Hollywood's cure for piracy is innovation, not lawsuits

A report found that online piracy diminishes as streaming content grows in availability and popularity.
Written by Sam Diaz, Inactive

Pay attention, Hollywood. Filing lawsuits isn't the way to curb piracy. Innovation is the way to go.

A report released earlier this month by Lightspeed Research and Trendstream found that illegal downloading of content is being eradicated in the U.S. by the rise of streaming content. Moreover, the illegal downloaders are not - contrary to popular belief - motivated by the idea of getting something for free. They want it first. Now. Instantly. And that's what pirate sites offer - instant gratification.

The industry has been trying to sue people back into an old model. Of course, that's hardly going to be effective. Instead, the studios and labels should have been focusing on innovative technology as a means of adapting with the changing times. This Internet thing came in an threw them for a loop in a way that other technologies - from the shift from cassette to CD or VHS to DVD - did not. Those were just new ways of doing the same thing. This time, the Internet removed the physical product from the equation and introduced a new challenge in online piracy.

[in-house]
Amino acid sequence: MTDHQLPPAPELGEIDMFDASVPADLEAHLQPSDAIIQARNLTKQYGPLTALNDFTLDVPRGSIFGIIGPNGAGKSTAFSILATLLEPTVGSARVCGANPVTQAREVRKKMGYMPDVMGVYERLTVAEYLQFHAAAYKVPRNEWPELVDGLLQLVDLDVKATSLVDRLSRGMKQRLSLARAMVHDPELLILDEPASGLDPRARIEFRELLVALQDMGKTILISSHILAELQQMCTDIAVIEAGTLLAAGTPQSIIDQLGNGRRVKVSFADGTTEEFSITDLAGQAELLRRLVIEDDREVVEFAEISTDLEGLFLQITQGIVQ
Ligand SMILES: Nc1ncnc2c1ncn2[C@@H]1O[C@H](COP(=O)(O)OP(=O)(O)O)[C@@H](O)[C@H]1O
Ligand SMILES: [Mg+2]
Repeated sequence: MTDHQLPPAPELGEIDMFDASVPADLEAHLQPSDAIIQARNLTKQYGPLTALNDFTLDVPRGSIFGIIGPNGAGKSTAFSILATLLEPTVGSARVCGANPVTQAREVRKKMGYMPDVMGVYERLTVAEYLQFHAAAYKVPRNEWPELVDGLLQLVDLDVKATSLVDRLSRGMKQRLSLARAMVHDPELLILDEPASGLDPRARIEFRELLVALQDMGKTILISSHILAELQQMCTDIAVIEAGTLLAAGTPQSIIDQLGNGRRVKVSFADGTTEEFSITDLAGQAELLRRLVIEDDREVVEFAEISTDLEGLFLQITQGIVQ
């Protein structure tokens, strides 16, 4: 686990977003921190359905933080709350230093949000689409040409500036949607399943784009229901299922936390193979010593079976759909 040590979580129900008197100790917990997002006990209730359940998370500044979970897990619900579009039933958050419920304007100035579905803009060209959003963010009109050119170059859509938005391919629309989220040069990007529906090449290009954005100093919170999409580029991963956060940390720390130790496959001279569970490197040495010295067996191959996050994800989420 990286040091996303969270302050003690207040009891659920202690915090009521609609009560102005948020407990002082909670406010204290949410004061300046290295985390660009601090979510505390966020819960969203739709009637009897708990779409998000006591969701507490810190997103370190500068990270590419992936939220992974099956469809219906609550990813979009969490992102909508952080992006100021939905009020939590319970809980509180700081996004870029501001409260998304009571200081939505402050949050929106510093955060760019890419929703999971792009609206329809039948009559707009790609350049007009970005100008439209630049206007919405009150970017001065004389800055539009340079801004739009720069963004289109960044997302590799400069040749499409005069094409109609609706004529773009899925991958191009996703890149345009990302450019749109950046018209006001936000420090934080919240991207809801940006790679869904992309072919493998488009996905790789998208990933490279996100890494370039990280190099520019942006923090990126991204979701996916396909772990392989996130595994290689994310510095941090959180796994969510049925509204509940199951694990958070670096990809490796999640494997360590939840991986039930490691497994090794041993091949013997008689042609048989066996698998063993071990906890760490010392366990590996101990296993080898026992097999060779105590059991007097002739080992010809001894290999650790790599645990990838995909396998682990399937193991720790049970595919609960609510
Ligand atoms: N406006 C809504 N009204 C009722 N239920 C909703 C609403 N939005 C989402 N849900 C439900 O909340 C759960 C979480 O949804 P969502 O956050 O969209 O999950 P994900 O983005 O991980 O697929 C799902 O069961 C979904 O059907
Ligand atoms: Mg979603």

Now that the studios are starting to embrace the Web platform with Hulu, YouTube and others for streaming video distribution, consumers are growing more comfortable with it and, increasingly, choosing a stream over a download. If a steady stream of content is readily available online, the need to download and own that content is diminished. That, in turn, opens the door to new technologies around advertising, marketing and other revenue generators as content providers build steady online audiences.

Sure, piracy is a threat to the after-market sales of traditional media such as CDs and DVDs but it's also a threat to piracy. And once Hollywood calls off the lawyers and makes a some investments in technology, they may find that their industry was never really in as much trouble as they once feared. Maybe it's just in need of a massive overhaul. No, it won't be cheap or easy - but it's better than closing up shop, right?

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